Aug 7, 2010

Dirty Business

In the digital age, half our electricity still comes from coal. DIRTY BUSINESS: "Clean Coal" and the Battle for Our Energy Future is a documentary that reveals the true social and environmental costs of coal power and tells the stories of innovators who are pointing the way to an alternative energy future. Guided by Rolling Stone reporter Jeff Goodell, the film examines what it means to remain dependent on a 19th century technology that is the largest single source of greenhouse gases. Can coal really be made 'clean'? Can renewables and efficiency be produced on a scale large enough replace coal? The film seeks answers in a series of stories shot in China, Saskatchewan, Kansas, West Virginia, Nevada and New York.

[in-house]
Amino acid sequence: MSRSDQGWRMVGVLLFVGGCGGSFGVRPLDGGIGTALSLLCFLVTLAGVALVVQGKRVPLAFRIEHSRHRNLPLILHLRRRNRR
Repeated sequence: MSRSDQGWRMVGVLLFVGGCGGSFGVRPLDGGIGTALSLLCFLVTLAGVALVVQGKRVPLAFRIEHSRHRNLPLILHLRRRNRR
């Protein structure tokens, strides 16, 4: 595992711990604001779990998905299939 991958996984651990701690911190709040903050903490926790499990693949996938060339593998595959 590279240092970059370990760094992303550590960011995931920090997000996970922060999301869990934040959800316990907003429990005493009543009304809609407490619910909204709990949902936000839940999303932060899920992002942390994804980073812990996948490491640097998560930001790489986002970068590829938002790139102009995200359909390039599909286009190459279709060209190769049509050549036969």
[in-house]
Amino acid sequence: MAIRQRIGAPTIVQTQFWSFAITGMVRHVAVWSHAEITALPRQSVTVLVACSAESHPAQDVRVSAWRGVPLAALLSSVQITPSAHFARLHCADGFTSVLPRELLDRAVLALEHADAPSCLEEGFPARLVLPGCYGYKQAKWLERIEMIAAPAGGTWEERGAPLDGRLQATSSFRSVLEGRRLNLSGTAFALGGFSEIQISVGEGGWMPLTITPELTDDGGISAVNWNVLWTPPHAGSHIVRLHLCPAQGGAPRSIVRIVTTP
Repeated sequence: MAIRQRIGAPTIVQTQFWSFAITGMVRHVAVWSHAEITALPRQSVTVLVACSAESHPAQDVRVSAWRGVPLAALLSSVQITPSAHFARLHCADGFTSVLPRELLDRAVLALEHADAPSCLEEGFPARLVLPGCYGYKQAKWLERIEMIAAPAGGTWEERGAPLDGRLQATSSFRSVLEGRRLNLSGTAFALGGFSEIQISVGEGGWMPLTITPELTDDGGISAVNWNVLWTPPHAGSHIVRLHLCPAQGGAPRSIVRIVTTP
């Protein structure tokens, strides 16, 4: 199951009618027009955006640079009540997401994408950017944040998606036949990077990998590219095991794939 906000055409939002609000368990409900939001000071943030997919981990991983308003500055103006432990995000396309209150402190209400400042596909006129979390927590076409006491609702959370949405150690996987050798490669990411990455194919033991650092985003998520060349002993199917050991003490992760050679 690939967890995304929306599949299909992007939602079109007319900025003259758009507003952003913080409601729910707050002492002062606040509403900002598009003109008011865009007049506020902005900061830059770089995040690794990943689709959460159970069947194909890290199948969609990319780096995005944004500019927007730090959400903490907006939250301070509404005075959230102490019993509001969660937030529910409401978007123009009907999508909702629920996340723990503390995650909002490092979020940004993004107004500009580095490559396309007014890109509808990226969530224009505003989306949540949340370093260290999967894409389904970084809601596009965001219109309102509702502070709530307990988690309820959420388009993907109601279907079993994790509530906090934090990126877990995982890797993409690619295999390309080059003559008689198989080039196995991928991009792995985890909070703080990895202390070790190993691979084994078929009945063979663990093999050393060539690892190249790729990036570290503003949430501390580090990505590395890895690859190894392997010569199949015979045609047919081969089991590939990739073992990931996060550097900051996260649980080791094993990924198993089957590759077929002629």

Aug 5, 2010

"We’re Hot as Hell and We’re Not Going to Take It Any More"